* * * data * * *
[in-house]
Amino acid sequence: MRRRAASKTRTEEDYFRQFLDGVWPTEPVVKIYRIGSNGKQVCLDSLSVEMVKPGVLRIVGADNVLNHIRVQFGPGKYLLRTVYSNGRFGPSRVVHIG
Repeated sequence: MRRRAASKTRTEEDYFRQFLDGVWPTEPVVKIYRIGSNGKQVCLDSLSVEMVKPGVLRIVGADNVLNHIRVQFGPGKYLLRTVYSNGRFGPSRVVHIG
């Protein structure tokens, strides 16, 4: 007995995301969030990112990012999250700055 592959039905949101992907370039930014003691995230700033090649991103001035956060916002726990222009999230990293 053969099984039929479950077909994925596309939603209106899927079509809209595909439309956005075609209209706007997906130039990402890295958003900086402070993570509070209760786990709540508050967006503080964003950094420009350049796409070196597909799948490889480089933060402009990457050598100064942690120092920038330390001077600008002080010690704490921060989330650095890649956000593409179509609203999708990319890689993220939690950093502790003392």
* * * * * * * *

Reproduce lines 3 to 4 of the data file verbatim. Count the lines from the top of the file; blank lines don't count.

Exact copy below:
Repeated sequence: MRRRAASKTRTEEDYFRQFLDGVWPTEPVVKIYRIGSNGKQVCLDSLSVEMVKPGVLRIVGADNVLNHIRVQFGPGKYLLRTVYSNGRFGPSRVVHIG
């Protein structure tokens, strides 16, 4: 007995995301969030990112990012999250700055 592959039905949101992907370039930014003691995230700033090649991103001035956060916002726990222009999230990293 053969099984039929479950077909994925596309939603209106899927079509809209595909439309956005075609209209706007997906130039990402890295958003900086402070993570509070209760786990709540508050967006503080964003950094420009350049796409070196597909799948490889480089933060402009990457050598100064942690120092920038330390001077600008002080010690704490921060989330650095890649956000593409179509609203999708990319890689993220939690950093502790003392």